Is it a good deal?

How can I be sure I’m getting a good deal?

Good deals are pretty common today. There’s some anxiety – and mystery – around car buying, but with very few exceptions dealers are focused on offering the right cars and products to meet your needs.

New cars don’t have a great deal of markups. But deciphering a “deal” gets more complicated with used cars.

The value of a new car is transparent, since it’s easy for someone to go online and see what any car is worth.

When it comes to used cars, there are a number of variables in determining the price, so it’s not as easy to evaluate the fairness of a deal. This is where negotiation comes into play.

I suggest checking out a car-buying service to compare vehicle prices. Mileage, wear and use, and customizations are factors to keep in mind, along with supply and demand in the market.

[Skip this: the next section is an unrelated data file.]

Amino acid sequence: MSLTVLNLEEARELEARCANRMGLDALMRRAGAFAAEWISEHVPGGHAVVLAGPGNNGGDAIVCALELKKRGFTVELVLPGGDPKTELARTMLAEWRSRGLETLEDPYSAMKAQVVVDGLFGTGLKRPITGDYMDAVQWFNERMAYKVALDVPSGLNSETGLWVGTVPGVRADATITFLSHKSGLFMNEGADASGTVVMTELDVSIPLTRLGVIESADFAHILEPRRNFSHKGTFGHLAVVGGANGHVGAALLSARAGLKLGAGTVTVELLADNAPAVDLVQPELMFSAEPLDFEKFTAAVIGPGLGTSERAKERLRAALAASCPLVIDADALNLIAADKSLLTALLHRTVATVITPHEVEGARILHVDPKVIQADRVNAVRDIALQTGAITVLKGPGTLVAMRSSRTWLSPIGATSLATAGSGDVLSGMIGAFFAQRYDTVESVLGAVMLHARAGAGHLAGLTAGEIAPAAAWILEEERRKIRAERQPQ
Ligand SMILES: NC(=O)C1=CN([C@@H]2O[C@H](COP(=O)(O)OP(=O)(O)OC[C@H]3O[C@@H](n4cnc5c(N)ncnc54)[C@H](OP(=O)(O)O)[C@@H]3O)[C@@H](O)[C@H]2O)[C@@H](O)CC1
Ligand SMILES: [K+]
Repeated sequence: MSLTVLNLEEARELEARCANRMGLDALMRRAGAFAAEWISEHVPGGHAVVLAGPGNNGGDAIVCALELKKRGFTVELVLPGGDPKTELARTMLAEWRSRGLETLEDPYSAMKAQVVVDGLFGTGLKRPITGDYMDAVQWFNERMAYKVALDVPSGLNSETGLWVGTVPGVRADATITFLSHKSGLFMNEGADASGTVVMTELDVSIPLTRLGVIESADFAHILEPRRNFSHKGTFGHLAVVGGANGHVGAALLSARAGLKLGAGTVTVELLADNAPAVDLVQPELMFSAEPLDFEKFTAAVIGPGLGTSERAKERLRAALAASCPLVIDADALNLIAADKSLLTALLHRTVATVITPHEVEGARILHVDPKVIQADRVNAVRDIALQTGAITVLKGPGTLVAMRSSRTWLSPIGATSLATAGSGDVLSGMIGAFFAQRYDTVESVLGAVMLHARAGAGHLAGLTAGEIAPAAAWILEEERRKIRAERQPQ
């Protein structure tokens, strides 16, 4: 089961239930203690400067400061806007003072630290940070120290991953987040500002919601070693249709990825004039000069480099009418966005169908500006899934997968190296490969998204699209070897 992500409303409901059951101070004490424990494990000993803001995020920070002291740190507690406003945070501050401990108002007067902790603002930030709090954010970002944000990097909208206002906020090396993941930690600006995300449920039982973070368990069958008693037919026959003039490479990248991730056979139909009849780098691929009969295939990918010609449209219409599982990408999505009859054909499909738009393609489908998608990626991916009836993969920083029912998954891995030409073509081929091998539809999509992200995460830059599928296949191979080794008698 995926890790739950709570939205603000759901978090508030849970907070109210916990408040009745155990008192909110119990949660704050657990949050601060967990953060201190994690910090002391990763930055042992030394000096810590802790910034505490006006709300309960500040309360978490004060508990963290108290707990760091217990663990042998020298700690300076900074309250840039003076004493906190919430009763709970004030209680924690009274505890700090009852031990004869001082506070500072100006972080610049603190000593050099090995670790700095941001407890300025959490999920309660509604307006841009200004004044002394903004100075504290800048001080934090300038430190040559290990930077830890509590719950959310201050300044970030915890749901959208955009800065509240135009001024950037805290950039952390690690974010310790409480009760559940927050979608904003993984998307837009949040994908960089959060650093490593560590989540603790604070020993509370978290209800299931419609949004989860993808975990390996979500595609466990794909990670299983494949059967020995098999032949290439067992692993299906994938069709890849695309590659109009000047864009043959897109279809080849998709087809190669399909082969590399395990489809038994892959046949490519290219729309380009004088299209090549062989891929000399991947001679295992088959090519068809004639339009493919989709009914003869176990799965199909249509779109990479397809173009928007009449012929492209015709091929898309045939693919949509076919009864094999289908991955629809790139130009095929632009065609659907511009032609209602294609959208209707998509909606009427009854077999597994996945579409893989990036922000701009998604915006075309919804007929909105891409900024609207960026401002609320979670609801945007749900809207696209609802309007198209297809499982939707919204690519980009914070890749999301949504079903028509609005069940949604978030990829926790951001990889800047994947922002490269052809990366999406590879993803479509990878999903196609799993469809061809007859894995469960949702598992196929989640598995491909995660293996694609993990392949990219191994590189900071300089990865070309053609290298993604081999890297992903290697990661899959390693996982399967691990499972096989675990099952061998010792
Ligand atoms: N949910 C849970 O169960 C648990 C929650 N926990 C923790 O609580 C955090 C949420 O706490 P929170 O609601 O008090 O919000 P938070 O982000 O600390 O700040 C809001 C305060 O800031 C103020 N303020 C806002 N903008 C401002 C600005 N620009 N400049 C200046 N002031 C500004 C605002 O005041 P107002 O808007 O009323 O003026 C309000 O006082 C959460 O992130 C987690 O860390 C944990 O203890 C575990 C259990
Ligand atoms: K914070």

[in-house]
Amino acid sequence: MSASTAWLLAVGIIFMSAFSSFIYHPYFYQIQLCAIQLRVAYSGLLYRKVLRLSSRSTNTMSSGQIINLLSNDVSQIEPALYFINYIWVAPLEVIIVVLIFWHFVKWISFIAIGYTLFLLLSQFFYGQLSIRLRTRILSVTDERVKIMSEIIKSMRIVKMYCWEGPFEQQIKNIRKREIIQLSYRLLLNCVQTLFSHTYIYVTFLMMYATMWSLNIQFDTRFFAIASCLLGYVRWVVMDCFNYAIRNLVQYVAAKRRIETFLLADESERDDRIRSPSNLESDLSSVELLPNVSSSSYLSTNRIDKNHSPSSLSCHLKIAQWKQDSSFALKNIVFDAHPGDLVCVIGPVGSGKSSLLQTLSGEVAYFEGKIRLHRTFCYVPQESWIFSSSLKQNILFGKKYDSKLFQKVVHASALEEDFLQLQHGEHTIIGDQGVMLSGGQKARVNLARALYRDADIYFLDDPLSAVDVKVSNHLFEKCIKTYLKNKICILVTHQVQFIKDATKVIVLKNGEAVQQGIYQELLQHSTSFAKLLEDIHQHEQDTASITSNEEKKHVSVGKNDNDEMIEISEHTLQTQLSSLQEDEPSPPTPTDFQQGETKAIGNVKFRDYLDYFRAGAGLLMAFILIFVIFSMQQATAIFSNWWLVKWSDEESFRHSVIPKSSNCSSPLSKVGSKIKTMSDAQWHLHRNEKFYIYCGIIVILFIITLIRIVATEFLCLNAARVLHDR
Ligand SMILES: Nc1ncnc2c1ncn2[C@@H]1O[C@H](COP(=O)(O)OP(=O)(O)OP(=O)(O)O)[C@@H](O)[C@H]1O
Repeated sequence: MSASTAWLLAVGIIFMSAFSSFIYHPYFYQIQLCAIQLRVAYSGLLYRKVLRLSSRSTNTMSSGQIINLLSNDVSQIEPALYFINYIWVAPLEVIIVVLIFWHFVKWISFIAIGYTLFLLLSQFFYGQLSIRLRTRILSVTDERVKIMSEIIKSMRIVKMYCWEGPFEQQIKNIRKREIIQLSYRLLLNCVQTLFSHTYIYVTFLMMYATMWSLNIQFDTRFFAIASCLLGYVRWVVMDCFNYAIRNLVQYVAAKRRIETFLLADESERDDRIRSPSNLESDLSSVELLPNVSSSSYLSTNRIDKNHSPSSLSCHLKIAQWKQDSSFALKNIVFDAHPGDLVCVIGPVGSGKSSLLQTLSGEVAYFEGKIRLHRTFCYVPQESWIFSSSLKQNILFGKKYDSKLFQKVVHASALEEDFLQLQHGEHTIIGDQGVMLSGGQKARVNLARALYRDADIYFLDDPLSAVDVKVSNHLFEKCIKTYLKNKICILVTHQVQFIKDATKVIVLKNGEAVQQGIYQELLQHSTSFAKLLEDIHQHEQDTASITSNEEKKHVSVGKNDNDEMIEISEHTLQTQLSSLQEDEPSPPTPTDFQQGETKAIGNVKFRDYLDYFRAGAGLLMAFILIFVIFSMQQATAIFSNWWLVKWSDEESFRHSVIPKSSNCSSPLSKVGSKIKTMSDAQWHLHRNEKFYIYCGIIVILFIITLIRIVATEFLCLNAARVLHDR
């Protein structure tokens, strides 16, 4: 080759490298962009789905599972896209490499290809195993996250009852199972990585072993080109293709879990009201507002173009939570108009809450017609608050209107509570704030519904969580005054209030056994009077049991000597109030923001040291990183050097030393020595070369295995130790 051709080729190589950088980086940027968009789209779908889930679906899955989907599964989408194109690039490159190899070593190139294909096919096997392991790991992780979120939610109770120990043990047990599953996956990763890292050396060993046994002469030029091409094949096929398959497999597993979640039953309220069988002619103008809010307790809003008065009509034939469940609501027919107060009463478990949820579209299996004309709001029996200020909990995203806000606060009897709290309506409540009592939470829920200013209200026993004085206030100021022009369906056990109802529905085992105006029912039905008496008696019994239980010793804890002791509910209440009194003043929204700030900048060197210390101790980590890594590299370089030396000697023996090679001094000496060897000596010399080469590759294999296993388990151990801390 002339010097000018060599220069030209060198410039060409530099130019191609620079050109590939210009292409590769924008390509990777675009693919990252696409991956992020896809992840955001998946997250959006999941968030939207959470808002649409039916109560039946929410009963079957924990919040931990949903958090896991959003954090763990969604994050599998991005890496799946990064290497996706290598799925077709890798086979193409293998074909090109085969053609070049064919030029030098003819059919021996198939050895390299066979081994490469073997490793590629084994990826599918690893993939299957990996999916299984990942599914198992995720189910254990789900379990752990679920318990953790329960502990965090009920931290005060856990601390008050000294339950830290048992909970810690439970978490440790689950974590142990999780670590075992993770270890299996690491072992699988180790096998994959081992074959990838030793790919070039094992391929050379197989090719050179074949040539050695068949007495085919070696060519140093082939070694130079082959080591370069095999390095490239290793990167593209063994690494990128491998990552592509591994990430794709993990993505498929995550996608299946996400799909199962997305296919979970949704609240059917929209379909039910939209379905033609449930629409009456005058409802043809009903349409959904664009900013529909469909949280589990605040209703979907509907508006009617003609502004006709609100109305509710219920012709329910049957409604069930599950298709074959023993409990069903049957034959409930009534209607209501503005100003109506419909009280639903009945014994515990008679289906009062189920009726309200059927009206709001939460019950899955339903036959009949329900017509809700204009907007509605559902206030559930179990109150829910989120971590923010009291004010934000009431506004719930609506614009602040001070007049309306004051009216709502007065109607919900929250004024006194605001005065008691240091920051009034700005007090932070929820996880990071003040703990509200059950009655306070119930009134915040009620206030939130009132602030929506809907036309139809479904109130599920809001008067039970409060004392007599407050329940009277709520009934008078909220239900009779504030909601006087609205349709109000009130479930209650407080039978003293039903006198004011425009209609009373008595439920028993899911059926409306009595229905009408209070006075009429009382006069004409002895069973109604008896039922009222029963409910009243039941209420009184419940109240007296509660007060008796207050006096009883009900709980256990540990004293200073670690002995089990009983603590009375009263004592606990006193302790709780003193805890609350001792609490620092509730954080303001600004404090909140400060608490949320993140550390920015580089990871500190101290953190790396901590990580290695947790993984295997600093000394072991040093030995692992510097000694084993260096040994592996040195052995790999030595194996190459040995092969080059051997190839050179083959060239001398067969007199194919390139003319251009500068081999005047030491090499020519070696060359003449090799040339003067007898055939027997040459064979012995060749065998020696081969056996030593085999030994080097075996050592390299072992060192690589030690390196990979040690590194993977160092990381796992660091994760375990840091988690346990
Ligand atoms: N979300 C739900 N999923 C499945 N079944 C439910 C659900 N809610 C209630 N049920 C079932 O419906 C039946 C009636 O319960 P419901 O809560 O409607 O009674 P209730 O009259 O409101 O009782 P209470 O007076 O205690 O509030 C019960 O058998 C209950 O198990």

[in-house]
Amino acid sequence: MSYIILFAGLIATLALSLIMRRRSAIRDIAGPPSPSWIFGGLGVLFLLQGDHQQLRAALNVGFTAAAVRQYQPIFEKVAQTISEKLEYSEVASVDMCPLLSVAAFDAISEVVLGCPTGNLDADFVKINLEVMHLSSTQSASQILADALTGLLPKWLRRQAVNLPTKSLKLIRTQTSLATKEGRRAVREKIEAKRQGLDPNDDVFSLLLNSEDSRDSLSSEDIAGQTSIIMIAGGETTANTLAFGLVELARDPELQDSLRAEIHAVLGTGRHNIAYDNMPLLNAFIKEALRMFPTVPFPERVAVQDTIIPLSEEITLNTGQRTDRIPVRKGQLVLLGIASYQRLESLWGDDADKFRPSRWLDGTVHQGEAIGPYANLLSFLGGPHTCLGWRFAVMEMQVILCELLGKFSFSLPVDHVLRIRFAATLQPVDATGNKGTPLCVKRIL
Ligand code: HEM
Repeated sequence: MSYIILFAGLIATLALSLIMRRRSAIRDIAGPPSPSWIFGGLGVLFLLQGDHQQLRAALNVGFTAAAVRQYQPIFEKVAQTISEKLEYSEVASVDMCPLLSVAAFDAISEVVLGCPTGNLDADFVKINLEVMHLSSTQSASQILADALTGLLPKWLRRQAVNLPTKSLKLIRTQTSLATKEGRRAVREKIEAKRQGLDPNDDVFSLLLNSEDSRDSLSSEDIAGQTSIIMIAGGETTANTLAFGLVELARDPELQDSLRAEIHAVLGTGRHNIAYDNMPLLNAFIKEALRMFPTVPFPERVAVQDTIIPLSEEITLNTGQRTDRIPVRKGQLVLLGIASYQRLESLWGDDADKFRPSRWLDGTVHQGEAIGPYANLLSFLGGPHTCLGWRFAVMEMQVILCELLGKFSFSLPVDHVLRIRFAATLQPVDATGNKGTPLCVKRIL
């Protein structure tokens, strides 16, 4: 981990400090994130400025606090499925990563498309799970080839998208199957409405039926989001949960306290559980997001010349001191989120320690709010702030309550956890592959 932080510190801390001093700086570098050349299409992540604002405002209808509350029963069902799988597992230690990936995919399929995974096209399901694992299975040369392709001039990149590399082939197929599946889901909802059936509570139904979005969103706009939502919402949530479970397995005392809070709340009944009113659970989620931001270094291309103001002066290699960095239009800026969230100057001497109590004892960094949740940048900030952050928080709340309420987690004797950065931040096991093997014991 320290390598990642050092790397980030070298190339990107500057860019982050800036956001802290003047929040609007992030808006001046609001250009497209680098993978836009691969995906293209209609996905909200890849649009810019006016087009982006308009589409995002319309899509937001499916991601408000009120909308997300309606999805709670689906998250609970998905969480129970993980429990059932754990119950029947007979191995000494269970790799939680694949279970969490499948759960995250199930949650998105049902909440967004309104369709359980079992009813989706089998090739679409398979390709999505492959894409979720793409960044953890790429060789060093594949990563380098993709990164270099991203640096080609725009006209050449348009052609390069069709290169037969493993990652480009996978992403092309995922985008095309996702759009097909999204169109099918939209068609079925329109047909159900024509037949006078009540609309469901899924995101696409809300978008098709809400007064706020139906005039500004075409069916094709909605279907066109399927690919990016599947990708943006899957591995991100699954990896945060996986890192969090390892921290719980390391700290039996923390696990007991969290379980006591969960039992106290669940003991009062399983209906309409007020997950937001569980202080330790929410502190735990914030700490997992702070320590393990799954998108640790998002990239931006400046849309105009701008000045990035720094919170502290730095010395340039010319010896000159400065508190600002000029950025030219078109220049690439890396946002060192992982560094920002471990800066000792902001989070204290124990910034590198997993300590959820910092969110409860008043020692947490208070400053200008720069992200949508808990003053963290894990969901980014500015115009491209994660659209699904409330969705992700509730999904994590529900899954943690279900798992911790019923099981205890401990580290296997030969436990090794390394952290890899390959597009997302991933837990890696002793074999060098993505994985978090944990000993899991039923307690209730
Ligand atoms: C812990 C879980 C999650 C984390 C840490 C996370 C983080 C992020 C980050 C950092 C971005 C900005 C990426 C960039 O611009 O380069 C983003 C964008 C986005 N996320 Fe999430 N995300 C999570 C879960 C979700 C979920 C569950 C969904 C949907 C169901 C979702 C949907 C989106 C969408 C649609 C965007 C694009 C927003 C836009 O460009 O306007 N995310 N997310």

If you’ve done your research, but still aren’t sure what to buy, look to a dealer for help. Ask for referrals for a trusted dealer. Reputation matters in this business, so it’s in the dealership’s best interest to treat you right and make it a great experience.

Be confident. You’ve got this!

This is intended for informational purposes only.

Picture of Bruce Jackson
As head of Dealer Services, Bruce Jackson manages Chase’s relationship with 12,000 dealerships nationwide.
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